Italy’s Mario Draghi fails in bid to save government as confidence vote falters
The events abruptly end a period of relative political unity in Rome and destabilize the European Union’s third-largest economy, in which Draghi was widely seen as a guarantor. For a year and a half, the centrist Draghi led a broad left-right government, and he had leveraged his reputation – built as Europe’s former biggest central banker – to increase Italy’s influence in Brussels and strongly vouch for a tough European line against Russia in its war in Ukraine.
But the leaders of several coalition parties signaled on Wednesday that they preferred something else.
“It’s over,” Draghi ally Matteo Renzi told the Senate as three senior coalition members, irritated by a grueling day of negotiations, announced they would not take part in the vote of confidence.
Italy in crisis as president rejects PM Draghi’s resignation offer
Based on pure numbers, Draghi prevailed in the vote. But since the Five Star Movement, the League and Forward Italy decided not to participate, they effectively torpedoed the unity government.
Draghi, surprised, chose not to hand in his resignation in the process – a decision that would have required a visit to the presidential palace. He will instead appear before the lower house on Thursday morning. Giovanni Orsina, director of the school of government at Luiss-Guido Carli University in Rome, said Draghi’s resignation nevertheless seemed inevitable.
“I don’t see any political possibility to rebuild the situation,” Orsina said.
What comes next for Italy, whenever elections are held, could be very different. The next government will likely bring together a group of nationalist and centre-right parties, some of which hold Eurosceptic and pro-Russian views. In recent days, some politicians loyal to Draghi had warned that the Italian crisis was playing into Russian President Vladimir Putin’s hands. But it’s unclear what sort of approach these parties would take once in power. Giorgia Meloni, whose Nationalist Brotherhood of Italy is the most popular party in the country and the only opposition group, supported Ukraine against Russia.
“We have to consider this [Draghi’s departure] would mean for resistance to Putin,” Enrico Letta, the leader of the center-left Democratic Party, said in a phone interview. “Draghi was and is a reference for all European leaders.”
Many political pundits expected Draghi – on a decisive day – to be able to persuade the parties to recommit to the coalition. When he tried to resign last week, in response to a revolt against a Five Star Movement bill, he was rebuffed by President Sergio Mattarella, who urged him to return to parliament and test his coalition one more time.
But by mid-afternoon Wednesday, fractures were evident everywhere: between Draghi and the right, between the right and the amorphous Five Star Movement, parties blaming each other for the collapse. The parties, in recent months, were increasingly at odds. Italy, under any circumstances, is bound to hold a nationwide vote early next year, prompting parties to differentiate themselves in perspective.
“The desire to move forward together has gradually faded,” Draghi said in a morning address to the Senate.
In the address, raising his voice at times, Draghi celebrated the government’s work in helping Italy through the worst of the pandemic emergency and, more recently, scrambling for alternative energy sources amid the war in Ukraine. But he also issued a stern message, asking coalition parties to re-engage and end any attempt to subvert the government’s agenda. It was his effort to make sure that if he led his coalition to the finish line, it wouldn’t be complicated.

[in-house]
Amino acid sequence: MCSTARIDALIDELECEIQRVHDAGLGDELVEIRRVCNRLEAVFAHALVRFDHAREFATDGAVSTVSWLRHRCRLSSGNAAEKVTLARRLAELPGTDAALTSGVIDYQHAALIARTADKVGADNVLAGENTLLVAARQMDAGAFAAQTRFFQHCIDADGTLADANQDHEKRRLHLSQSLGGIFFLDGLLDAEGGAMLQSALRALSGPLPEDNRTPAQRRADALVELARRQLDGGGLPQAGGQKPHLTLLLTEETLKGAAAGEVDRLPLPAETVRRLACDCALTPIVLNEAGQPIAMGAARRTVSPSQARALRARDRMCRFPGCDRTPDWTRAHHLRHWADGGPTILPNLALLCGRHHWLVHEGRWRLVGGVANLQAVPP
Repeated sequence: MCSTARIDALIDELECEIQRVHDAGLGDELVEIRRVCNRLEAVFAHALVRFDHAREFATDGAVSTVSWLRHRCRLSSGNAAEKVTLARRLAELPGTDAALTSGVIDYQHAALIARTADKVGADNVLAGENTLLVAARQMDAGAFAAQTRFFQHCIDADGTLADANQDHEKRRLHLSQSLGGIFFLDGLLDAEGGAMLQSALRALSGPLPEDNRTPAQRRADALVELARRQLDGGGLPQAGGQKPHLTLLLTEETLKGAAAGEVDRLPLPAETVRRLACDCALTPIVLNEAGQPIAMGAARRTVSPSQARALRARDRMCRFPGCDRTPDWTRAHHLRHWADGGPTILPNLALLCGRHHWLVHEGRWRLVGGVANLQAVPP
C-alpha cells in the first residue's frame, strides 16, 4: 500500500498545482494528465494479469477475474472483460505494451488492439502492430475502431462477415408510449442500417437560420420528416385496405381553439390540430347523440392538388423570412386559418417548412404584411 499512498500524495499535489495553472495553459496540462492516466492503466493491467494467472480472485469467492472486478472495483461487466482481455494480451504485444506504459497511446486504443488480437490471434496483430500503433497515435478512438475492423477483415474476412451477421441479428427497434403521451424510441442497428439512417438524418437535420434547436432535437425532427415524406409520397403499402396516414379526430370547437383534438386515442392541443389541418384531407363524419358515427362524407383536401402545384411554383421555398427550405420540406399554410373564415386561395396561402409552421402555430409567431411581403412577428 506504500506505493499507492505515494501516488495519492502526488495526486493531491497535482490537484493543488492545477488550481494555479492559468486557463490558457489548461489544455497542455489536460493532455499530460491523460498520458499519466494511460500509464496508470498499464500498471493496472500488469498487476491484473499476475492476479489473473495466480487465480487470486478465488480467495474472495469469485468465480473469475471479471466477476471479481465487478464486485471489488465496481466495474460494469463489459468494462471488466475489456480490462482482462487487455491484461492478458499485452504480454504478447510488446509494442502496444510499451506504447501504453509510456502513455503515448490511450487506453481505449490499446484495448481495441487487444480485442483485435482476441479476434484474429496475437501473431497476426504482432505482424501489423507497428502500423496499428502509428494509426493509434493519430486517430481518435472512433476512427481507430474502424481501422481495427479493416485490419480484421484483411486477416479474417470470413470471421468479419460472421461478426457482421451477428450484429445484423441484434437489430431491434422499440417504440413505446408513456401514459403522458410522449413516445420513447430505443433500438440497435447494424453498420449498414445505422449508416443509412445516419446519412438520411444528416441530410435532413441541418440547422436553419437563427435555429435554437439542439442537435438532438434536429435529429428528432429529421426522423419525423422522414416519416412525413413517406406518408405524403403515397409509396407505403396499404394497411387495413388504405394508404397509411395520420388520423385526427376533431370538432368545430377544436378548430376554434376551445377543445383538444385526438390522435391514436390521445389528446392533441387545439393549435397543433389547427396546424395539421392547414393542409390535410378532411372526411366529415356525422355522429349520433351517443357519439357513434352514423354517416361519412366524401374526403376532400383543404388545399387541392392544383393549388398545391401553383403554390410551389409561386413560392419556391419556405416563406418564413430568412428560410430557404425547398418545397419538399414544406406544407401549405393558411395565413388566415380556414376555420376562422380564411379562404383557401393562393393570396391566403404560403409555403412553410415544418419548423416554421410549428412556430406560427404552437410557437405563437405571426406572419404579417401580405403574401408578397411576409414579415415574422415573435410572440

“We need a new pact of trust – sincere and concrete,” Draghi said. “Are you ready to rebuild this pact?
But he didn’t go out of his way to appeal to the populist Five Star movement by mentioning his pet projects. And he took a veiled dig at the Nationalist League, whose leader Matteo Salvini has voiced support for striking taxi drivers, whose protests Draghi called “violent” and “unauthorized”.
It soon became apparent that the chances of a deal were collapsing.
Ahead of the confidence vote, the far-right and center-right parties had said in a joint memo that they were fine with Draghi as leader – as long as the Five Star Movement was not in government. But Draghi had said he only wanted to chair the broadest possible coalition, including the Five Star Movement. Because he was unelected – handpicked by Mattarella to lead a unity government during a time of government crisis in 2021 – he said he needed the widest possible support to continue.
In times of crisis, the Italian president plays a disproportionate role. After previous government collapses, Mattarella helped the country form new coalitions and avoid snap elections.
If and when Draghi steps down, Mattarella could in theory try again, find a figure who could win a majority and lead Italy to the end of its legislative session. But given the acrimony — and the right’s push to vote early — the chances of such a solution are miniscule. Even if he steps down, Draghi may have the option of staying on as a replacement ahead of a vote, which is expected to be held in late September or October.
Before the confidence vote, Draghi had received many pleas to stay a little longer, including from more than 2,000 mayors in a petition. Polls have shown that two-thirds of Italians want Draghi to stay. Spanish Prime Minister Pedro Sánchez wrote an op-ed in Politico saying, “Europe needs leaders like Mario.”
“A dark moment for Italy,” wrote Luigi Di Maio, Italy’s foreign minister, on Twitter. “The effects of this tragic choice will linger in history.”